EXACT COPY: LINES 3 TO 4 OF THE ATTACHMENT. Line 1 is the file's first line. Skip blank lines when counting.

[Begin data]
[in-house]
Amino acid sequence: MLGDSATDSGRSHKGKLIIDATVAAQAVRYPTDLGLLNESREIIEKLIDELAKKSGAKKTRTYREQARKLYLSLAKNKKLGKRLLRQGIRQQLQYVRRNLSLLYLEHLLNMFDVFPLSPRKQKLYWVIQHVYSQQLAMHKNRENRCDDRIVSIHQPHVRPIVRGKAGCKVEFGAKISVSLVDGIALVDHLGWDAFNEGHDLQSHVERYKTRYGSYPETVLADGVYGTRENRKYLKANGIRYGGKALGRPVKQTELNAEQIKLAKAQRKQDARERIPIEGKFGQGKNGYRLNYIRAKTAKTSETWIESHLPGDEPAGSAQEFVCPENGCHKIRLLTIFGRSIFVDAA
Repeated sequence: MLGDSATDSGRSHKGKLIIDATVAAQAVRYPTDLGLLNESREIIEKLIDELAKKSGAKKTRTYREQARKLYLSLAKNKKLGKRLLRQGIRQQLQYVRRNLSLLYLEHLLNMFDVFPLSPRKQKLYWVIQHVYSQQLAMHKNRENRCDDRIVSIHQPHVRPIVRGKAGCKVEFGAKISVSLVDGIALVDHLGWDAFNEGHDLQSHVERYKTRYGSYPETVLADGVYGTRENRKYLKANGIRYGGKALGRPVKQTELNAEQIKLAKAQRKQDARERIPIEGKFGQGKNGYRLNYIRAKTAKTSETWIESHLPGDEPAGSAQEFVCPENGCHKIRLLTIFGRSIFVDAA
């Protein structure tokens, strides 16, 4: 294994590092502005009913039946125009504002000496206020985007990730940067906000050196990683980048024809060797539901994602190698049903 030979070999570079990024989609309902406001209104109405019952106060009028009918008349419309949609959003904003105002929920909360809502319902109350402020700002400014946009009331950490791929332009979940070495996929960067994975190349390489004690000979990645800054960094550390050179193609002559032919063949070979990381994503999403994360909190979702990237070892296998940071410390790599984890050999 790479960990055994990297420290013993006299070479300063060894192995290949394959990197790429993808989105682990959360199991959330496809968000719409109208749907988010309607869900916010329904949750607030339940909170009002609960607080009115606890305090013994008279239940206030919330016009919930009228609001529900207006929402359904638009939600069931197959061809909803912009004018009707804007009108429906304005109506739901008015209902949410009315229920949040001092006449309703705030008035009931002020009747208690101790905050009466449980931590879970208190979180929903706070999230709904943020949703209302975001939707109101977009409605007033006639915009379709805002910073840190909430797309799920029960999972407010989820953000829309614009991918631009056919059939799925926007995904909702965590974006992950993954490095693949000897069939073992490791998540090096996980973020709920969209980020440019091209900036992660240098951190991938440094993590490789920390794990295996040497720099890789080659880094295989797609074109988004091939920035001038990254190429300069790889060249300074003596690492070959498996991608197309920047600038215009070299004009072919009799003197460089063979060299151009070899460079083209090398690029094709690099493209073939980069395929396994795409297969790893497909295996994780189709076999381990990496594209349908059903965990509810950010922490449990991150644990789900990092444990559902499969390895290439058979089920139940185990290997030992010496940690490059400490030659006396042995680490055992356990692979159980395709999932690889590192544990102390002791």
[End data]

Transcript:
Repeated sequence: MLGDSATDSGRSHKGKLIIDATVAAQAVRYPTDLGLLNESREIIEKLIDELAKKSGAKKTRTYREQARKLYLSLAKNKKLGKRLLRQGIRQQLQYVRRNLSLLYLEHLLNMFDVFPLSPRKQKLYWVIQHVYSQQLAMHKNRENRCDDRIVSIHQPHVRPIVRGKAGCKVEFGAKISVSLVDGIALVDHLGWDAFNEGHDLQSHVERYKTRYGSYPETVLADGVYGTRENRKYLKANGIRYGGKALGRPVKQTELNAEQIKLAKAQRKQDARERIPIEGKFGQGKNGYRLNYIRAKTAKTSETWIESHLPGDEPAGSAQEFVCPENGCHKIRLLTIFGRSIFVDAA
């Protein structure tokens, strides 16, 4: 294994590092502005009913039946125009504002000496206020985007990730940067906000050196990683980048024809060797539901994602190698049903 030979070999570079990024989609309902406001209104109405019952106060009028009918008349419309949609959003904003105002929920909360809502319902109350402020700002400014946009009331950490791929332009979940070495996929960067994975190349390489004690000979990645800054960094550390050179193609002559032919063949070979990381994503999403994360909190979702990237070892296998940071410390790599984890050999 790479960990055994990297420290013993006299070479300063060894192995290949394959990197790429993808989105682990959360199991959330496809968000719409109208749907988010309607869900916010329904949750607030339940909170009002609960607080009115606890305090013994008279239940206030919330016009919930009228609001529900207006929402359904638009939600069931197959061809909803912009004018009707804007009108429906304005109506739901008015209902949410009315229920949040001092006449309703705030008035009931002020009747208690101790905050009466449980931590879970208190979180929903706070999230709904943020949703209302975001939707109101977009409605007033006639915009379709805002910073840190909430797309799920029960999972407010989820953000829309614009991918631009056919059939799925926007995904909702965590974006992950993954490095693949000897069939073992490791998540090096996980973020709920969209980020440019091209900036992660240098951190991938440094993590490789920390794990295996040497720099890789080659880094295989797609074109988004091939920035001038990254190429300069790889060249300074003596690492070959498996991608197309920047600038215009070299004009072919009799003197460089063979060299151009070899460079083209090398690029094709690099493209073939980069395929396994795409297969790893497909295996994780189709076999381990990496594209349908059903965990509810950010922490449990991150644990789900990092444990559902499969390895290439058979089920139940185990290997030992010496940690490059400490030659006396042995680490055992356990692979159980395709999932690889590192544990102390002791």